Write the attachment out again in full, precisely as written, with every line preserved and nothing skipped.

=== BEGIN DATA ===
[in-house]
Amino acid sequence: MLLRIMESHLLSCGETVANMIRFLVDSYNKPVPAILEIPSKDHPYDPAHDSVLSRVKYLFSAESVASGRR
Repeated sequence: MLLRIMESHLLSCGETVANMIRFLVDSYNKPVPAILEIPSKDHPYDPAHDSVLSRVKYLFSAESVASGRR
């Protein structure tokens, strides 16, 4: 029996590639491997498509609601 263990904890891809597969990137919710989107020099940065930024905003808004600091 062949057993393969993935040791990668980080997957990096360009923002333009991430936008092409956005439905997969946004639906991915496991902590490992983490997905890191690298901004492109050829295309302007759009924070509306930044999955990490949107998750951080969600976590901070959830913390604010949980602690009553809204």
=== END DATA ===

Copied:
[in-house]
Amino acid sequence: MLLRIMESHLLSCGETVANMIRFLVDSYNKPVPAILEIPSKDHPYDPAHDSVLSRVKYLFSAESVASGRR
Repeated sequence: MLLRIMESHLLSCGETVANMIRFLVDSYNKPVPAILEIPSKDHPYDPAHDSVLSRVKYLFSAESVASGRR
């Protein structure tokens, strides 16, 4: 029996590639491997498509609601 263990904890891809597969990137919710989107020099940065930024905003808004600091 062949057993393969993935040791990668980080997957990096360009923002333009991430936008092409956005439905997969946004639906991915496991902590490992983490997905890191690298901004492109050829295309302007759009924070509306930044999955990490949107998750951080969600976590901070959830913390604010949980602690009553809204």